Mobile payments also continued to increase through 2021 (the latest year tracked by Payments Canada). Mobile payment volume and value each grew by 13% from 2020. Since the pandemic started, 45% of Canadians who used their mobile wallet to make store purchases said they were using it more than they used to. “We expect that digital payment options like contactless and mobile payments is absolutely going to continue,” says Purther. “Canadians who tried it and switched over will not be going back.”

Diana Halder, payments leader at EY Canada, says the pandemic was one of two main factors behind the surge of digital payments. “With everything being shut down, we still had to move forward as a society and be able to make purchases,” she says. “And so, we had this move towards digital payments, online payments, mobile payments and even using QR codes to initiate payments,” she says.

The second factor is the rise of fintech and paytech companies, the latter of which focus on payments and transactions. “Paytechs are making apps turnkey for merchants, so they don’t have to spend reams of money,” says Halder. “They create that digital experience, which connects to the payment gateways, with the paytechs basically doing the heavy lifting [for retailers]. So, the pandemic and the paytechs really act as a catalyst to create change in Canada for us to become more digital.”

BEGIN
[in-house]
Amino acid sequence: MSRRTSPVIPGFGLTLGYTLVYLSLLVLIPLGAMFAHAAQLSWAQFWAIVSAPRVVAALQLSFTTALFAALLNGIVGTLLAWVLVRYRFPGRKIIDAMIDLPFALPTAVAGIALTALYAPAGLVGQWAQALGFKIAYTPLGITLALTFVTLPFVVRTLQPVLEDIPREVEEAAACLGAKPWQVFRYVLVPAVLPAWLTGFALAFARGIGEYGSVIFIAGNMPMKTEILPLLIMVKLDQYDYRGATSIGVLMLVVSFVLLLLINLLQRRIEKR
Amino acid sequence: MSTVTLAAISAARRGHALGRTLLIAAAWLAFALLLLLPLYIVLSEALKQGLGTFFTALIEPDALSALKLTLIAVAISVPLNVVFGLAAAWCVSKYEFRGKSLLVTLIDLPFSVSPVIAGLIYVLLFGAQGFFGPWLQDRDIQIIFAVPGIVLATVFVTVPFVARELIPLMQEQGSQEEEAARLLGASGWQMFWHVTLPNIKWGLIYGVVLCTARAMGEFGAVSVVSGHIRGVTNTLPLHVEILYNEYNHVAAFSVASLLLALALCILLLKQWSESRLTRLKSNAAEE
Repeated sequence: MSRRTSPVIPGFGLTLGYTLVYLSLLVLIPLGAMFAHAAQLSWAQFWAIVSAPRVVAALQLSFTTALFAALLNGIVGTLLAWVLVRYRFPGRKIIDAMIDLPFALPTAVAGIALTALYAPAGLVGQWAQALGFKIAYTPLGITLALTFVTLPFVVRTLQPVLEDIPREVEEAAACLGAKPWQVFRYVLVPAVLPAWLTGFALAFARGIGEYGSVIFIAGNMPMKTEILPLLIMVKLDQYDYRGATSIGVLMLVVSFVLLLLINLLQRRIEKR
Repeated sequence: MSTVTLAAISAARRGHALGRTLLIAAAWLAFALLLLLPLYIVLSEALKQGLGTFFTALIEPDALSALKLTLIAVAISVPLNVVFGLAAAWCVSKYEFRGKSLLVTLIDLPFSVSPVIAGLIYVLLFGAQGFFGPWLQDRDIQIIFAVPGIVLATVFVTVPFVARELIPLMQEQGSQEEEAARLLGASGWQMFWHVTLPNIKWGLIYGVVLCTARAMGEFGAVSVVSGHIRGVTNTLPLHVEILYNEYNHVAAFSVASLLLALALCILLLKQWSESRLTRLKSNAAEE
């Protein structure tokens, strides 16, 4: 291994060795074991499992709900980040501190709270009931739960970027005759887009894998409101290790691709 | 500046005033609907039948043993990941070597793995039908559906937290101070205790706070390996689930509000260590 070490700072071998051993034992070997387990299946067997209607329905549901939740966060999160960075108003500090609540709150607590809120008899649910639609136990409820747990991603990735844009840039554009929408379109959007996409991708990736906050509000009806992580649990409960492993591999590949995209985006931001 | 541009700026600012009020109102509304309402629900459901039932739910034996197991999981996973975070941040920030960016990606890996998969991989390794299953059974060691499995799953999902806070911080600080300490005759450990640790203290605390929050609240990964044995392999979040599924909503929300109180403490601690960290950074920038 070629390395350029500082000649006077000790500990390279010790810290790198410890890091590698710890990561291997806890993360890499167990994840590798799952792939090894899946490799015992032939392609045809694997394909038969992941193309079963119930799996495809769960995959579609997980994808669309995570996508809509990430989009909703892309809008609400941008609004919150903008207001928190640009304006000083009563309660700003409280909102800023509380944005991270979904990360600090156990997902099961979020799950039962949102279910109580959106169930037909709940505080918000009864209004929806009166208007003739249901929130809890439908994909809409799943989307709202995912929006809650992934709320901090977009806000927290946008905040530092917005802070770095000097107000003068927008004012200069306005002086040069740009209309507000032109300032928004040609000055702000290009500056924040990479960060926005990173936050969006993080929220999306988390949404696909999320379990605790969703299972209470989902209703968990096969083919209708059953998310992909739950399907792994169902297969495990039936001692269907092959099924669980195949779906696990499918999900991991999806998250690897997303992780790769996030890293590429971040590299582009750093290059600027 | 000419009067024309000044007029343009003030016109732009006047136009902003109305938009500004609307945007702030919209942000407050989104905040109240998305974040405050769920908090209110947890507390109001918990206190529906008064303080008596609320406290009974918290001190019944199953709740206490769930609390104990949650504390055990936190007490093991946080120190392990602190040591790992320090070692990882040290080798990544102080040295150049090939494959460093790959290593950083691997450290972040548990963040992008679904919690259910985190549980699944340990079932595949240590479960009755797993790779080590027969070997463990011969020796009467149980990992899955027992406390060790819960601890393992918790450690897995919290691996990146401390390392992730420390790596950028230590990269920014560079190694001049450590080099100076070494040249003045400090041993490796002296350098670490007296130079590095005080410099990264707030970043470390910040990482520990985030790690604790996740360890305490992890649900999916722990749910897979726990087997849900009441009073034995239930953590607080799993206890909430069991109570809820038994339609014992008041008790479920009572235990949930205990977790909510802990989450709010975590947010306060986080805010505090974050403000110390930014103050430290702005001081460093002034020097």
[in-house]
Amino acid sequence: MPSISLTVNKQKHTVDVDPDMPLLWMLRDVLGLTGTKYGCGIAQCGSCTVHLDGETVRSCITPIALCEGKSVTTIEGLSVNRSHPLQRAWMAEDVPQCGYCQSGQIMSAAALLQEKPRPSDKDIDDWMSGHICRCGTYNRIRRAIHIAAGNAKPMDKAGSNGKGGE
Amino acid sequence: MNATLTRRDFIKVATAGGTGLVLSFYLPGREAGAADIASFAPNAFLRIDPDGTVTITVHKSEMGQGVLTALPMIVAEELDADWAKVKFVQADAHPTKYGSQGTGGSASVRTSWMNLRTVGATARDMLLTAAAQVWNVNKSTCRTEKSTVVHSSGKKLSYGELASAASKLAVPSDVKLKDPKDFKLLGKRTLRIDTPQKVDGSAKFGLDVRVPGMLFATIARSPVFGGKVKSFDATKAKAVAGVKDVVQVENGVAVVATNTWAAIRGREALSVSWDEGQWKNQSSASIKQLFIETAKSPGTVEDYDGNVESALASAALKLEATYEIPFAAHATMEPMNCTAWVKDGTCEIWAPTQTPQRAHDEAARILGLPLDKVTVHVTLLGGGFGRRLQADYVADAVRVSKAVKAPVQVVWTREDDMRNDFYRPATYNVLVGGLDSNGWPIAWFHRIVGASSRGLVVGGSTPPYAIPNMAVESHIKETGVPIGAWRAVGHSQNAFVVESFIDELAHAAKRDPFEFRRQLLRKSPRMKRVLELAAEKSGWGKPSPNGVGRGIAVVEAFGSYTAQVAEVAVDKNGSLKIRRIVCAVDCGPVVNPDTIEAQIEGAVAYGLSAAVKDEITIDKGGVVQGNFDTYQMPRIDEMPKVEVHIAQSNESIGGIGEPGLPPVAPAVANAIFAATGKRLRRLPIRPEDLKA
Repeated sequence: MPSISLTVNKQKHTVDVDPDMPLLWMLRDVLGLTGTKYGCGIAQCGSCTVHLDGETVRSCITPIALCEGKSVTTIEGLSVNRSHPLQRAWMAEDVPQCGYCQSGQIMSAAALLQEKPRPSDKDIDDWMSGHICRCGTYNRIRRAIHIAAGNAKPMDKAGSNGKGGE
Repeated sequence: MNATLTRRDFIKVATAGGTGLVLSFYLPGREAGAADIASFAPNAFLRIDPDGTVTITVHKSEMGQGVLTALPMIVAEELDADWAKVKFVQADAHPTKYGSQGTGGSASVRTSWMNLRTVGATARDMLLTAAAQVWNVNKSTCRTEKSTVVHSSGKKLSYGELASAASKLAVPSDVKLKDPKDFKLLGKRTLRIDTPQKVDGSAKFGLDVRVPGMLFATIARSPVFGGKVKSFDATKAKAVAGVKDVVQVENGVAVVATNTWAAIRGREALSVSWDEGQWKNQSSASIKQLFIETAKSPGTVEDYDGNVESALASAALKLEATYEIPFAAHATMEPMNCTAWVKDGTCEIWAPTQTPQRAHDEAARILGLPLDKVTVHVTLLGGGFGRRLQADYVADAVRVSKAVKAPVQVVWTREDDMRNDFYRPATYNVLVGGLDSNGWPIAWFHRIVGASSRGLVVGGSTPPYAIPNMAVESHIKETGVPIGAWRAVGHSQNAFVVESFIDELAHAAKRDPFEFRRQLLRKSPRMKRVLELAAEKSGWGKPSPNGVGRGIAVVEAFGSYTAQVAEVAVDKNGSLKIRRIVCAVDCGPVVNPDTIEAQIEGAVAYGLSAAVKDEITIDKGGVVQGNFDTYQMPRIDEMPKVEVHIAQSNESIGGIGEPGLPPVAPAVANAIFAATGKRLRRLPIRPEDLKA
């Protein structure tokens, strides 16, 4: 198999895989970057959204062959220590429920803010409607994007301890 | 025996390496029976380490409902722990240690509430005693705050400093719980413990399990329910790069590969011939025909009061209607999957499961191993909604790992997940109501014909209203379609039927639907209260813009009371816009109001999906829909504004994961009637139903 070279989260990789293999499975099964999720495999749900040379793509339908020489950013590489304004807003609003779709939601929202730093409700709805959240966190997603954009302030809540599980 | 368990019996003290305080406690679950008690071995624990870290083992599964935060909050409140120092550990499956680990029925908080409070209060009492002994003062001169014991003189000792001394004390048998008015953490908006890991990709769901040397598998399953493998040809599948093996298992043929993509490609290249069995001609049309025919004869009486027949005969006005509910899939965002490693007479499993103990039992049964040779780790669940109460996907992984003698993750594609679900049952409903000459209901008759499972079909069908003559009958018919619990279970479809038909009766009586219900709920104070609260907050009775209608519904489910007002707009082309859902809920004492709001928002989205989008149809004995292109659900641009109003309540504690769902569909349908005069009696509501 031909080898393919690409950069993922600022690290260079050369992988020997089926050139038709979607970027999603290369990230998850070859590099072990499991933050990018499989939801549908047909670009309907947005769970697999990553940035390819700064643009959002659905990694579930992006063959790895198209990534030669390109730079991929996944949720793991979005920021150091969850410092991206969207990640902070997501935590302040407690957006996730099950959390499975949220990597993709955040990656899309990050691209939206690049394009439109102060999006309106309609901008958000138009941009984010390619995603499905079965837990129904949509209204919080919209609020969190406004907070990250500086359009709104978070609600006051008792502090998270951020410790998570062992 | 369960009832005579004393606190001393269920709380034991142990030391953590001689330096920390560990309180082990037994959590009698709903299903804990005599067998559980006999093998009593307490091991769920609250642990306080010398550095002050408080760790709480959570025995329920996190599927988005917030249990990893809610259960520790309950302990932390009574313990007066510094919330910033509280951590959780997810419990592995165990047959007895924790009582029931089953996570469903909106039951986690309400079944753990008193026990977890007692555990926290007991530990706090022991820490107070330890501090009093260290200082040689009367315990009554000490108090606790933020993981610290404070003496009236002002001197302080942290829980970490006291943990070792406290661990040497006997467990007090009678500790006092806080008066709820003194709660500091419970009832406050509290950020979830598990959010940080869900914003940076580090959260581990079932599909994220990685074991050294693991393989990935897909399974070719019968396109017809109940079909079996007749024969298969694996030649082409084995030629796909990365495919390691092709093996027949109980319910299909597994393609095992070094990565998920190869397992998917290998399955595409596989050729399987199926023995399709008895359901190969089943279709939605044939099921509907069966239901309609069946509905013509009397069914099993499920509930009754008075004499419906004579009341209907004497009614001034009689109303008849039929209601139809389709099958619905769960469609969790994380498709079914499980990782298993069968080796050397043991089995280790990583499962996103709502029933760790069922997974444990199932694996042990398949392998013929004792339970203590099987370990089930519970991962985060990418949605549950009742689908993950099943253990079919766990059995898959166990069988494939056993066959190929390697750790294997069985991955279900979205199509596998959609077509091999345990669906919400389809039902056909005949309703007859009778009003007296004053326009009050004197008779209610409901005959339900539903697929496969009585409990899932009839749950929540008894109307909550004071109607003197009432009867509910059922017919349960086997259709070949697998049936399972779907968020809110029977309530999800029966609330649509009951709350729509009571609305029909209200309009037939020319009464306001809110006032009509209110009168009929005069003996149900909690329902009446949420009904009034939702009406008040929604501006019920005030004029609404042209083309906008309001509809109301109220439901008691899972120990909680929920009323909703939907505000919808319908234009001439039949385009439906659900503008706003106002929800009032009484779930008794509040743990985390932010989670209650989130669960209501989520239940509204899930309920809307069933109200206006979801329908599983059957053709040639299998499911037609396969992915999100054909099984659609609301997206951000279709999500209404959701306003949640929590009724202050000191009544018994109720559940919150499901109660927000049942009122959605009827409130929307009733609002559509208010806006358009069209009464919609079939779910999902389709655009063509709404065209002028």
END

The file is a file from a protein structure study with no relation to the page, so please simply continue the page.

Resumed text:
The (almost) end of cash and cheques

As the use of digital payment methods increases, it comes at the expense of good old-fashioned cash and cheques. According to the Canadian Payment Methods and Trends 2022 report, cash transaction volumes decreased by 62% from 2016. More than half of Canadians (53%) report using cash less often since the start of the pandemic and 31% report using cheques less often. 

With paper payments going the way of the plastic bag, Canada is inching closer to becoming cashless. “Are we moving towards cashless? Absolutely. But we need to be thoughtful about how to do that,” says EY Canada’s Halder.